Cotswolds Sherry Cask Single Malt Whisky, 57.4%
Speaking of the Cotswolds Distillery, they too have a new release which we’ve been lucky enough to sample. It’s a whisky that has been matured in American and Spanish oak hogsheads and butts, seasoned with Oloroso and Pedro Ximenez sherries.
It immediately tastes like it belongs in The Cotswolds Distillery family, which is always a good sign, with lots of sweet dark fruits upping the richness factor. The sherry sweetness has a honeycomb tinge to it and there’s plenty of warming ginger and peppery spice. As you sip, the oak flavours snag the back of the tongue and hang around for a while. To us it feels like the kind of dram that would be appreciated on a rainy, wintery Saturday afternoon – and as we get a lot of those, a bottle surely won’t last long.
The Singleton of Glen Ord 38 Year Old Whisky, 49.6%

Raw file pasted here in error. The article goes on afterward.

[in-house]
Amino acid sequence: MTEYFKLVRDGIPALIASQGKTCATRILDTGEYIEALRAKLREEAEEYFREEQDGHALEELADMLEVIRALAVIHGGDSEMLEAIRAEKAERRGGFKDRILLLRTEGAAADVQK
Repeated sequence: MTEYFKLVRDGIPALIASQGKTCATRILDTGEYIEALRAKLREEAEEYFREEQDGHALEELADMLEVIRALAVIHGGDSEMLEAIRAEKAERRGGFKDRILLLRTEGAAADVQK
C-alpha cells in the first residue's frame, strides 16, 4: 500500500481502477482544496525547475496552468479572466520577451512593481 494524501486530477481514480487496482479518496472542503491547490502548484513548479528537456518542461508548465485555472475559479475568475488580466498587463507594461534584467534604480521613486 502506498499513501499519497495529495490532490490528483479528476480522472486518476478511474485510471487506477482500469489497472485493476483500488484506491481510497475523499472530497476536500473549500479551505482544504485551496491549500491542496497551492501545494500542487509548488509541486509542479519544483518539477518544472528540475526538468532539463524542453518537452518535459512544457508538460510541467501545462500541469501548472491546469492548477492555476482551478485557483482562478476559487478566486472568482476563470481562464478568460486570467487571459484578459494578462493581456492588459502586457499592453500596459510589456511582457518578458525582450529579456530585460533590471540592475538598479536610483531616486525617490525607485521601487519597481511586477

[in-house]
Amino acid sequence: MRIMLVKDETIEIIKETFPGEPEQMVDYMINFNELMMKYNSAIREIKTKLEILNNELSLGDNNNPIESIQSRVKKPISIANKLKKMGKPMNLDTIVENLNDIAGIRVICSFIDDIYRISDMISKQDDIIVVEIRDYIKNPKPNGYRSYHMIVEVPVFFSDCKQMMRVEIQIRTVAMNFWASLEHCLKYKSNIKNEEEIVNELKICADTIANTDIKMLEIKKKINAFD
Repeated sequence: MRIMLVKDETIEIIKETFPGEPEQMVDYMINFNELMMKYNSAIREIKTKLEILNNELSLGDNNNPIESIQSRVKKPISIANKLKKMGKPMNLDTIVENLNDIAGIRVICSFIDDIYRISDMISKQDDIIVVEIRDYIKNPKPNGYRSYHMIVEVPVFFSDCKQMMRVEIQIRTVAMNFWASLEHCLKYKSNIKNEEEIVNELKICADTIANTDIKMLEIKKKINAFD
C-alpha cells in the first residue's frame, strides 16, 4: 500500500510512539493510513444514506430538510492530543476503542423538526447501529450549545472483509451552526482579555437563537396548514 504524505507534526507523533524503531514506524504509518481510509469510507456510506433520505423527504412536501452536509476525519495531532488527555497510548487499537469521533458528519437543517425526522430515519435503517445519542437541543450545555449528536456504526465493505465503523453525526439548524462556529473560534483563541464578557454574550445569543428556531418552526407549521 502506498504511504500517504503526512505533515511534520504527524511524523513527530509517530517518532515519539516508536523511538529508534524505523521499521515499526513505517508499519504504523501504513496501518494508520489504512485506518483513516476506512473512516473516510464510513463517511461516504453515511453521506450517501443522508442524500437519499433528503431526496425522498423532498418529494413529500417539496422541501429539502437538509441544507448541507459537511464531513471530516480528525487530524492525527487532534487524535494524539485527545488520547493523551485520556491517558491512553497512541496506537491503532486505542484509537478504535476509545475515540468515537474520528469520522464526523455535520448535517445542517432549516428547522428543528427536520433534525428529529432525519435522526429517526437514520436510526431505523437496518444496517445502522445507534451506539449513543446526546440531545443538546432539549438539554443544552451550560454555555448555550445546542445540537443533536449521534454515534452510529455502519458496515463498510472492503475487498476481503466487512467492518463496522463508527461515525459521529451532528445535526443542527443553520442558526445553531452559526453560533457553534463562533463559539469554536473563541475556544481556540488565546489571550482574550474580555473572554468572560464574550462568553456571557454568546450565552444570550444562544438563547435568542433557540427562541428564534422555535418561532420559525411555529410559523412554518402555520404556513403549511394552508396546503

It’s not often we get our hands on single malt Scotch whisky that’s 38 years old, particularly a limited edition priced at over £2,000 a bottle, but a small sample of Diageo’s recent release from The Singleton of Glen Ord has found its way to us for reviewing purposes.
We were tempted to squirrel it away for an extra special occasion and simply repeat the tasting notes from our sample bottle – ‘notes of baked apple and caramel drizzle’ – but that would be against our reviewing policy. So on a rainy November Monday afternoon it got lined up for a tasting session and was poured with expectant, trembling hands.